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The Truth, Mainly - 07/24/2000

Don't foul constitution with our phobias

Phobia n. 1. A compulsive and persistent fear of any specified type of object, stimulus, or situation. 2. Any strong aversion or dislike.

—Funk & Wagnalls Standard College Dictionary

Like lots of other Nebraskans—maybe as many as 150,000—I have a phobia. In fact, I have several phobias.

I'm compulsively and persistently fearful of and strongly averse to high places (acrophobia), infinity (apeirophobia), missiles (ballistophobia), new things (neophobia), crowds (demophobia), noise (phonophobia), and Wall Street (crashophobia).

But my priority phobia, the one that gives me the ying-yangs just talking about it, is claustrophobia, a compulsive fear of and strong aversion to being closed up in little bitty tight spaces.

I can't ride in the back seat of a two-door car. At movies, I have to sit in an aisle seat. I donít go places on airplanes any more, not out of fear the plane will drop out of the sky, but out of fear that I'll be forced to sit between two NFL linebackers. And I can't stand to wear neckties.

I suppose it all started in utero. My mother was not a large woman.

It is, of course, a form of madness. Sweet reason tells me that I won't suffocate if I don't get an aisle seat, that the back seat of a two-door car won't collapse in upon itself and squash me, that NFL linebackers don't really expand at high altitudes, and that a necktie won't, of its own volition, make a snatch at my adam's apple.

But sweet reason has nothing to do with phobias. Phobias rise out of our gut, the seat of indigestion and bile, not out of our heads, the seat of logic and intellectual clarity.

Some nights I dream claustrophobic dreams. Not nightmares about being caught in little bitty tight spaces, but wonderful fantasies about how I am serving mankind by ridding the world of little bitty tight spaces others might get caught in.

In a recurring fantasy, I am a world-famous scholar of the Hebrew language and I have just discovered the original text of Leviticus 18: 22 in a cave even older than the one where the Dead Sea Scrolls were found.

It is a startling discovery because it shows that the Leviticus 18:22 text we all grew up with —"Thou shalt not lie with mankind, as with womankind: it is abomination"—is a stupendously corrupt translation.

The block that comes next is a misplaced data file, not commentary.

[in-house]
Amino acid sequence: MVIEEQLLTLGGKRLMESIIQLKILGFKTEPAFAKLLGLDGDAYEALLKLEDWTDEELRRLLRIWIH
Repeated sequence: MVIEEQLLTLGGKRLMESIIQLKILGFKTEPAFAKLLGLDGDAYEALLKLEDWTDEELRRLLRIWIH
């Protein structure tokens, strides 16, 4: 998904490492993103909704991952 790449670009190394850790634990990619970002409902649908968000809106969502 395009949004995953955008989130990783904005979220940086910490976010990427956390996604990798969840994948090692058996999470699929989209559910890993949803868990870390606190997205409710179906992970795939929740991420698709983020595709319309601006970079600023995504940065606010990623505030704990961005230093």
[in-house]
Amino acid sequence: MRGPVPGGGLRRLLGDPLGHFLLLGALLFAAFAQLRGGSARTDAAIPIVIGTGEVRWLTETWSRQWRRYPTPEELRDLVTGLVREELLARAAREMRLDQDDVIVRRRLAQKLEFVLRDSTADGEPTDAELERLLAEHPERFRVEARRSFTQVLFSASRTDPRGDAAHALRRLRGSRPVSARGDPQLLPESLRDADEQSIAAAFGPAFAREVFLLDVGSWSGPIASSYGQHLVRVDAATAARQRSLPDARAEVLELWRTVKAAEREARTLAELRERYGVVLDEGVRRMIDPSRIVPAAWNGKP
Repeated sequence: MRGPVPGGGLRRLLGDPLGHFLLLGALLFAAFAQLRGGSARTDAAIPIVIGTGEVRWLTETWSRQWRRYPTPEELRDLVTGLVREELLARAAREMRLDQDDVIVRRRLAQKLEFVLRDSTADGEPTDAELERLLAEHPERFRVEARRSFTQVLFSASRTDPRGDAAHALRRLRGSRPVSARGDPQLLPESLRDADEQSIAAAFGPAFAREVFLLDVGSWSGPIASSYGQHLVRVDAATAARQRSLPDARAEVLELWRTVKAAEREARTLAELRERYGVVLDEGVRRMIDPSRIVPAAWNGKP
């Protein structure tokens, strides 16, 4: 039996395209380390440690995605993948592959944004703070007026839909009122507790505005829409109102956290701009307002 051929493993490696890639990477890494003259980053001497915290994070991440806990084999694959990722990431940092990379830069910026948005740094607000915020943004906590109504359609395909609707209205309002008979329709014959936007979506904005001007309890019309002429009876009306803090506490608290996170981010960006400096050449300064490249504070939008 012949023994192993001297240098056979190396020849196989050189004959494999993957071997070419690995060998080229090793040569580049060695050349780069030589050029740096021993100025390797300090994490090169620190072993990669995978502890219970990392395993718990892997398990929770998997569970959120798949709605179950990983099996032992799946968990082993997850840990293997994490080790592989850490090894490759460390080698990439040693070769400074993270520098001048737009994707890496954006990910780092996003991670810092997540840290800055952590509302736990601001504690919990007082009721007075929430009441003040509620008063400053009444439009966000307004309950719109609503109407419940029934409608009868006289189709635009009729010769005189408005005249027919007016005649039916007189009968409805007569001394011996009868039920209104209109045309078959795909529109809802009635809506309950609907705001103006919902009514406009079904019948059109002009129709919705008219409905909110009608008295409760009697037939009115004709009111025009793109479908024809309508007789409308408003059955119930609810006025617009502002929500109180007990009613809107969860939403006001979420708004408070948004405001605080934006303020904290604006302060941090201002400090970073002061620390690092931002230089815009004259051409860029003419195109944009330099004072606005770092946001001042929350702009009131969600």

The real translation, I tell a large audience of Bible scholars, goes like this: "Thou shalt not lie down in little bitty tight spaces as if they were large open airy spaces; it is abomination."

Iím rewarded—in my fantasy—for this brilliant scholarship with a ticker-tape parade through the Vatican.


The Truth, Mainly

 

I go on to find that little bitty tight spaces are denounced in all kinds of Biblical passages—most of them deeply metaphoric.

I make a career of my claustrophobia.

I draw such large crowds of other claustrophobes that claustrophobia no longer seems an odd little psychological quirk, but the moral and spiritual norm.

Thus, in my fantasy, I reach another conclusion:

Non-claustrophobes need my help.

If little bitty tight spaces donít bother them, it simply means they donít see the clear and present danger. It means they need to be converted to Claustroanity, and that we Claustrophobes (weíre capitalized now) need to set up organizations devoted to helping poor lost sheep to see the Light.

The Light, in this case, being the conviction that Satan invented little bitty tight spaces and we should, at all costs, stay the hell out of them because they are abominations.

And if non-Claustrophobes laugh at us and say that we see the world through the prism of our own worst fears about ourselves, then we have to take legal action.

We begin by passing laws against little bitty tight spaces. And when sinners who like such spaces, who find such spaces warm and snug and comforting, go off to law school and learn that our laws are unconstitutional, they leave us with no choice.

We have to amend our state constitution.

I circulate a petition to put on the ballot a constitutional amendment decreeing that anyone who finds little bitty tight spaces to be warm and snug and comforting shall be deprived of certain rights we Claustrophobes enjoy.

And thatís when my fantasy ends. Thatís when Iím awakened by a remnant of sweet reason poking its head up through the bile of my fear and aversion.

"Nah," sweet reason says. "Itíll never work. Nebraskans have more sense than to pollute the state constitution with our gut phobias."

 

Lincoln English Professor Satterfield writes to salvage clarity from his confusion. His column appears on alternate Mondays.


 
 

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